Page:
Applied Digital Skills – Research and Develop a Topic: Historical Figures Lesson Notes #AppliedDigitalSkills #growwithgoogle @GoogleForEdu

I have been working with my Social Studies students to create critically sourced and clearly written work related to our course content. Research has always been near and dear to my heart, but I recognize the same enthusiasm does not always exist for my students… it turns out they have minds of their own. In an effort to best meet my students’ needs at their own pace, this school year I have been using Google’s Applied Digital Skills program. The Applied Digital Skills program allows me to serve as a guide on the side (rather than the sage on the stage) to provide on-demand, in the moment help when my student need it… I have been using a genius bar system to provide this help.


One lesson I have used is the Research and Develop a Topic Lesson with some course requirement modifications and additions.  In fact, for my classes, I only used Lesson 1 and 2 with modifications (below) for Lesson 2 and additional requirements for source citations. Lesson 1 included a fun activity for students to understand (through creation) credible sources. Lesson 3, which I did not use, is an excellent extension activity for students who moved through the directions at a faster rate.

Lesson 2 Modifications and Additions

Notes for Video 4: Write a Paragraph About Your Topic


CREATE A GOOGLE SLIDE DECK with ONE SLIDE PER HISTORICAL FIGURE (rather than the Google Doc the video asks you to create) to complete your research on the following four historical figures:

  1. John D. Rockefeller – Standard Oil
  2. Andrew Carnegie – Steel
  3. Henry Ford – Automobiles
  4. Cornelius Vanderbilt – Railroads

Include sources as the video instructs but also add one image of the historical figure as well.


The project must only include 4 slides, one per figure. All content must fit on the slide. Each slide is required to have:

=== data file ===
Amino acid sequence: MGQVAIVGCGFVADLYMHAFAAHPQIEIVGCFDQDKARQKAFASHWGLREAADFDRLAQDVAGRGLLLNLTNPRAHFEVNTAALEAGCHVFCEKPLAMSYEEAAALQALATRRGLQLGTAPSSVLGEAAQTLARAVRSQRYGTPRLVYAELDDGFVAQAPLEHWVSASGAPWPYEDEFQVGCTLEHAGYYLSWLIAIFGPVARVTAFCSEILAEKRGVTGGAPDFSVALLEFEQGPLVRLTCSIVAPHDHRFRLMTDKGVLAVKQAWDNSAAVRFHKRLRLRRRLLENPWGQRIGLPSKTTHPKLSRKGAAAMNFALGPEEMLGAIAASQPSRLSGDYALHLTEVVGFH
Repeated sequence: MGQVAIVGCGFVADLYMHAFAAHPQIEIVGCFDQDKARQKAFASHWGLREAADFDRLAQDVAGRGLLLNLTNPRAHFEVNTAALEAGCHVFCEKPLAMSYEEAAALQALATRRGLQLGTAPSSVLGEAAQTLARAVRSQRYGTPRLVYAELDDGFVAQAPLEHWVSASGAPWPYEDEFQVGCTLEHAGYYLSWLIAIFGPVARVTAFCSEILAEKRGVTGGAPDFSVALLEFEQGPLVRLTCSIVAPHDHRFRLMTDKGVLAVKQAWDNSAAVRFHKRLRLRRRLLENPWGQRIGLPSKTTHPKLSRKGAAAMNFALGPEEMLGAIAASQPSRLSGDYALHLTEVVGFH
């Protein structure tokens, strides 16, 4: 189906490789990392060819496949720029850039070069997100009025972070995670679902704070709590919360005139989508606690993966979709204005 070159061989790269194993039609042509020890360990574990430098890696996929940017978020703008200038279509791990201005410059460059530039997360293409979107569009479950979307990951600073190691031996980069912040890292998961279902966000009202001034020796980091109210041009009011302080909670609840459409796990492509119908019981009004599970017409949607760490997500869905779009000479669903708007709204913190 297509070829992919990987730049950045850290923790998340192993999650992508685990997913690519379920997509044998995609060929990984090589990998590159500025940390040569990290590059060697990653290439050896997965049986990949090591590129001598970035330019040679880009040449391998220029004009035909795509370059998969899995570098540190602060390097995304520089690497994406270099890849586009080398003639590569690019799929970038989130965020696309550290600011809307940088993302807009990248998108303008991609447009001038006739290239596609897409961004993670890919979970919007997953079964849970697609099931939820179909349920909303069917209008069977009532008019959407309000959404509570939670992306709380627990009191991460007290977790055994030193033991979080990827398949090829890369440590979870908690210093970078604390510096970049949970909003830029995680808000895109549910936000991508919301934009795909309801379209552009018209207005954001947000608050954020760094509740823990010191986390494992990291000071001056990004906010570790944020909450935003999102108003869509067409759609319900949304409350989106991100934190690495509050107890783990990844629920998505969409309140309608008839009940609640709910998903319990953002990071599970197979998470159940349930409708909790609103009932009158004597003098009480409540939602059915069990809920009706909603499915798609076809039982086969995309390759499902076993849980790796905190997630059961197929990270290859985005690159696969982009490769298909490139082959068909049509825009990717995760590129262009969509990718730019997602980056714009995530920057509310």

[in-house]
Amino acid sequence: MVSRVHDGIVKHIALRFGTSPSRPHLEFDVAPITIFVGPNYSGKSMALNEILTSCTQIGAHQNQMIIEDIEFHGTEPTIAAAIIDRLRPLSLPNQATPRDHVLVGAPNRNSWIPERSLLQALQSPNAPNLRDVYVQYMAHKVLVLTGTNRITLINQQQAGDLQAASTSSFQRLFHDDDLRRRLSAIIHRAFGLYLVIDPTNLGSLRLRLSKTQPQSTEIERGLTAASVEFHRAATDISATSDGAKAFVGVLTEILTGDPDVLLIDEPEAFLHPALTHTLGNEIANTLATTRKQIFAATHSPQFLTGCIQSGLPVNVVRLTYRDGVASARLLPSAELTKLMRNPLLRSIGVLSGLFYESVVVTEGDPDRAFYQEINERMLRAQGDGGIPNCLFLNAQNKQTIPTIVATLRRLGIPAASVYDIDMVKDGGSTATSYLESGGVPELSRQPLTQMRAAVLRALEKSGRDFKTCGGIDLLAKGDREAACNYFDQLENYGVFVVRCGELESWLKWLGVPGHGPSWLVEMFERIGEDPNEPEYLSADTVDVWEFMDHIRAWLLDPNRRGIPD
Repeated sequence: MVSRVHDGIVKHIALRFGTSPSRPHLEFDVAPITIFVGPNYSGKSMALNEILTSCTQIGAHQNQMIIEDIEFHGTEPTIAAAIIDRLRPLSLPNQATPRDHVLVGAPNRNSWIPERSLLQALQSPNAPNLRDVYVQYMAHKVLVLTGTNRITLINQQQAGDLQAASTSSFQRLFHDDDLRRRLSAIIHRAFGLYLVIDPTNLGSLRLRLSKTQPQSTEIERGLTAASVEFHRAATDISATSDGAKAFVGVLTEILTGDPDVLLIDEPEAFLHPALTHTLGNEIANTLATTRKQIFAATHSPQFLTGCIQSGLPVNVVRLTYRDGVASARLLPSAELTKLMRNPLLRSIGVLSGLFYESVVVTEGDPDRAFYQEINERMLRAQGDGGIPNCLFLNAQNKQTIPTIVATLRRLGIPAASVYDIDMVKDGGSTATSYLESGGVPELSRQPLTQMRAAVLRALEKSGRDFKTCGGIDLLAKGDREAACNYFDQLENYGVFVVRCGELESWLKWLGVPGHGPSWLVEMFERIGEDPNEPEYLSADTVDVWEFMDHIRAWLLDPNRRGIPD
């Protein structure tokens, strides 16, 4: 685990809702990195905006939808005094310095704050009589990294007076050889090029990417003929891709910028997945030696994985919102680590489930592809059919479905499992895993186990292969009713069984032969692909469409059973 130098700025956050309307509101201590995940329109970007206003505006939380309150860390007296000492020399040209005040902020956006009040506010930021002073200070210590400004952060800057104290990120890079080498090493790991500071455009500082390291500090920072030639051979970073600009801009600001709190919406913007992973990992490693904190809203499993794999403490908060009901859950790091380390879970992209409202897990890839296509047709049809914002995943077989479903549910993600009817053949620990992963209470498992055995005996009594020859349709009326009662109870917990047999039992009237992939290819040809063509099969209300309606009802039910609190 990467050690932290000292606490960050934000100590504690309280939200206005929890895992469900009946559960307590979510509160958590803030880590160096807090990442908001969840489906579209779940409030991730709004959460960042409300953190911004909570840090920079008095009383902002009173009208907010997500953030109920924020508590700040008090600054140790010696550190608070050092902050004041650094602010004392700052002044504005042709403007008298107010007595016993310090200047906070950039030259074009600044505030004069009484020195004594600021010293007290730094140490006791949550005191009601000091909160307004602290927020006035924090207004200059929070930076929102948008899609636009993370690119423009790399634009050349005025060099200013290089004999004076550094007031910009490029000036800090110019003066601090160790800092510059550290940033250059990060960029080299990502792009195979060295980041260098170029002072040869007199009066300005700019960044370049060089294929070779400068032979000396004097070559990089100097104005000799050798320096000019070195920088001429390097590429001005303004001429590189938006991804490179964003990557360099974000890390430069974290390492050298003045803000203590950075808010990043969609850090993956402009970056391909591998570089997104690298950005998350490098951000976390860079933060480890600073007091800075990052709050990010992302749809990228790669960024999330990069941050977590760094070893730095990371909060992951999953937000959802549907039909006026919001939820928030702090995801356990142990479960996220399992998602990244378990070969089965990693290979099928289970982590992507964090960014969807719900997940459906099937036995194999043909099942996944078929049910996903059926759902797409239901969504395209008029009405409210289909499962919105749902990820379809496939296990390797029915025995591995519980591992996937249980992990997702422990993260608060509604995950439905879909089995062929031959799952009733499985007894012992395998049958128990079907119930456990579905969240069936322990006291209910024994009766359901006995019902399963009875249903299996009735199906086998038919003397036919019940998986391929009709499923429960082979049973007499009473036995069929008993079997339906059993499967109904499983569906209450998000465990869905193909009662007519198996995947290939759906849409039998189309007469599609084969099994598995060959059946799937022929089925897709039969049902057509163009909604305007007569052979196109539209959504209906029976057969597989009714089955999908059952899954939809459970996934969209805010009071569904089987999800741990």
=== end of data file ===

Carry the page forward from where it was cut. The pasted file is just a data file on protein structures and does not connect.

1. Title (name in any font and color)
  2. Photo or Painting (face)
  3. 5-8 sentence paragraph that has been edited at*
  4. 3 Sources cited using Apogee 2**
  5. Paragraph and Sources are in Size 11 font ARIAL in Black. On a WHITE BACKGROUND slide.


A few notes about my additions:



First, I have found the Google Slides format to be super clean for inserting images and it looks good in the Google Classroom Grading screen. Next, the website takes you to the Hemingway App (a website not necessarily a downloadable). The Hemingway App is a personal favorite of mine as it allows you to gamify editing. Editing your own work can be rather difficult since when we read our own work we often autocorrect in our brain adding punctuation and words were needed. This website will help us to take steps toward writing more clear messages. This screenshot shows the main page:

Screen Shot 2018-12-18 at 12.53.38 PM

Students will cut and paste their text into the Hemingway App where the Readability will be assessed (1). I encourage my middle school students to aim for a Grade 6 – 9 readability level (2).

This can be a bit frustrating when students see they are writing at a post-graduate level according to the Hemingway App, but the reality is they have often copy-pasted too much of someone else’s work or that the student’s writing is just not clear. I want to help my students write clear messages in their own words, the readability tool can help with that. Further, in the Hemingway App adverbs, passive voice, and difficult to read sentences are highlighted. I tell my students it’s like playing a game, their job is to make all the colors/errors go away.


**Apogee 2 Citation Creator

The fast citation tool available through Google Docs “Explore Button” is great for quickly citing work, but it does not always provide the more rigorous citation that I require of my students. Apogee 2 Citation Creator (3) is an excellent tool to bridge this gap. This free extension will allow students to quickly generate a citation for any page they visit. The citations will provide a “credibility score” out of 10. This score is based on the amount of information in the citation. No Author (n.a.) and/or No Date (n.d.) of publication will reduce this score… students can, of course, enter this manually.

Screen Shot 2018-12-18 at 12.53.15 PM


  1. “Hemingway Help – Hemingway Editor.” Accessed 14 Dec. 2018.
  2. “This Surprising Reading Level Analysis Will Change the Way You ….” Accessed 14 Dec. 2018.
  3. “Apogee2 | Citation Creator – Google Chrome.” 16 Jul. 2018, Accessed 18 Dec. 2018.


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